IN the final quarter of 2022, two major United Nations (UN) meetings were held back to back – the UN Climate Change Conference (COP27) in Sharm el-Sheikh, Egypt, in November, and the UN Biodiversity Conference (COP15) in Montreal, Canada, in December.
COP27 was crucial for two reasons. The Ukraine war and Covid-19 forced numerous countries to resume coal-fired generations, pushing carbon emissions to record highs. The geopolitical crisis likewise exposed our susceptibility to energy shortages and the need for cultivating alternative energy sources.
Another reason was the prospect of achieving the goals of the landmark Paris Agreement of 2015. During COP21, 196 countries agreed to limit average global temperatures to well below two degrees Celsius above pre-industrial levels, ideally limited to 1.5 degrees Celsius. To meet these goals, carbon emissions must be slashed by 45% by 2030, reaching net zero by 2050. Some experts have serious doubts about whether these goals can be achieved.
COP15 of the Convention on Biological Diversity was nothing short of historic as nations came together to adopt the Kunming-Montreal Global Biodiversity Framework (GBF), which provides a strategic vision and a global roadmap for the conservation, sustainable use and restoration of biodiversity for the next decade.
The centrepiece of the agreement is to protect 30% of Earth’s lands, oceans, coastal areas and inland waters by 2030. Without such action, there will be a further acceleration in the global rate of species extinction.
The meeting on climate change drew the attendance of over 35,000 participants comprising more than 100 heads of state and governments involved in high-level and side events, key negotiations, and press conferences.
There were also numerous pavilions showcasing climate action around the world, including Malaysia, and across different sectors.
The COP15 biodiversity meeting was attended by 20,000 people from around the world. Although biodiversity loss is as serious as global warming, the issue has never been seen to be on the same par with the latter.
Except for the Prime Minister of the host country Justin Trudeau, no other world leaders attended the meeting. Participants included political leaders, indigenous leaders, scientists, academics, environmentalists, the business community, and non-governmental organisations.
During these mega-meetings, the limelight has always been shone on the negotiators, many of whom are career diplomats, legal experts and senior civil servants.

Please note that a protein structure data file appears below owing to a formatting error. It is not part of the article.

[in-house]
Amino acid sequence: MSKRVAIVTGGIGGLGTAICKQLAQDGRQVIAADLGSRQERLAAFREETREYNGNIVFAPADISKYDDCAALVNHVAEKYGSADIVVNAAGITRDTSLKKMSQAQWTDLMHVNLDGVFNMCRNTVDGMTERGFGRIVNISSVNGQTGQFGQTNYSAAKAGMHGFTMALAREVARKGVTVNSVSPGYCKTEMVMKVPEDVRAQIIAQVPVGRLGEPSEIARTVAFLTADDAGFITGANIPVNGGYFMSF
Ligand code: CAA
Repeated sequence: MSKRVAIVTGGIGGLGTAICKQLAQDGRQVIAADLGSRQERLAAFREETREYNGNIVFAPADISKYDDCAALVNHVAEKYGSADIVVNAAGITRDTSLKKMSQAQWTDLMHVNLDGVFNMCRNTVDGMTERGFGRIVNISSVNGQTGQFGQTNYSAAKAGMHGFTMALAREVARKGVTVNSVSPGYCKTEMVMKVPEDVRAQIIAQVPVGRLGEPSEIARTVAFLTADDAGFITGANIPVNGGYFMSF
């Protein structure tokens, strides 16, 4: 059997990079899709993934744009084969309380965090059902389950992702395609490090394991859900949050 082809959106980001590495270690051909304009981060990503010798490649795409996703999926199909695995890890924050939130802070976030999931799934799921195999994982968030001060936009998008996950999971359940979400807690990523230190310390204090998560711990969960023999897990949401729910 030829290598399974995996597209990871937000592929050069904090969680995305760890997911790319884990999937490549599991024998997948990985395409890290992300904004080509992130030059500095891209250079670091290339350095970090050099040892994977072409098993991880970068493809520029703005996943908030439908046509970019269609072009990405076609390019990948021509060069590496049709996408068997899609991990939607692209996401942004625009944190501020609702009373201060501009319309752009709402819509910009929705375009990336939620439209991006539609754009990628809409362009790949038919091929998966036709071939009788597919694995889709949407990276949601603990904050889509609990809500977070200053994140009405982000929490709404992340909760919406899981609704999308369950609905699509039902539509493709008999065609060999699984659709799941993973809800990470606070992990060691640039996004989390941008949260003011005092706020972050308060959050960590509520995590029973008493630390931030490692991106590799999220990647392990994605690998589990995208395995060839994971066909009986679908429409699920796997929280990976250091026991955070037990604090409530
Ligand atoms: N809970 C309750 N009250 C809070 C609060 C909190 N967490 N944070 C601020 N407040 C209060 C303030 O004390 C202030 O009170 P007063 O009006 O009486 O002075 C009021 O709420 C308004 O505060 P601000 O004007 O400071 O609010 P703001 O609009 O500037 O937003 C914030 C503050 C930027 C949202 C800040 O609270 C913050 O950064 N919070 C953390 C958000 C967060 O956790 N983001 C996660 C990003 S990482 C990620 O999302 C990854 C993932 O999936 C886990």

However, the corpus of knowledge on these issues normally originates from researchers in the universities and research institutions through their lifelong work.
The challenge is how this scientific knowledge could be packaged into something practical and be of use to humankind.
To illustrate, here is an anecdote about how science can influence environmental policy.
In May 1985, Nature published a paper by British scientists revealing that over Antarctica, a hole had formed in the ozone layer, the component of the atmosphere that is crucial in shielding humans from the sun’s cancer-causing ultraviolet rays.
At the time, environmental policy was not a priority for the United States president Ronald Reagan and his advisers – at least not until Reagan had a cancerous growth on the right side of his nose removed three months after that historic study on the hole in the ozone layer.
Between that surgery and his love for the great outdoors, the president may have been able to see how it all related to the ozone hole. Eventually, he got behind the idea of a treaty to phase out chlorofluorocarbons (CFCs), the compound linked to the atmospheric damage.
In 1987, the US and about two dozen nations signed the Montreal Protocol; the world’s first-ever global treaty to reduce pollution and phase out CFCs.
Scientists say the damage to the ozone layer has been healing, and that the hole could close when we enter the 2060s.
In recent times, the establishment of the Intergovernmental Panel on Climate Change (IPCC) in 1988 has all the ingredients of an enthralling story of how science prompted the international community to act on an existential issue facing humankind.
The IPCC was mandated to provide policymakers with regular scientific assessments on the current state of knowledge about climate change. It played a key role in the creation of the UN Framework Convention on Climate Change (UNFCCC), the international treaty to reduce global warming and cope with the consequences of climate change.
Science is also the bedrock in the establishment of the Intergovernmental Platform on Biodiversity and Ecosystem Services (IPBES) in 2012. Its mission is to provide policymakers with scientific advice to halt biodiversity loss. It’s 2019 landmark assessment which declared that up to one million species of plants and animals were under threat of extinction was one of the catalysts that resulted in the adoption of the GBF outlined above.
The science-policy nexus – the dialogue that needs to happen between the scientific community and our political leaders and decision makers – is also the raison d’etre for the establishment of the International Institute on Science Diplomacy and Sustainability (IISDS) at UCSI University.
This article first appeared on Star Online on 8 Jan 2023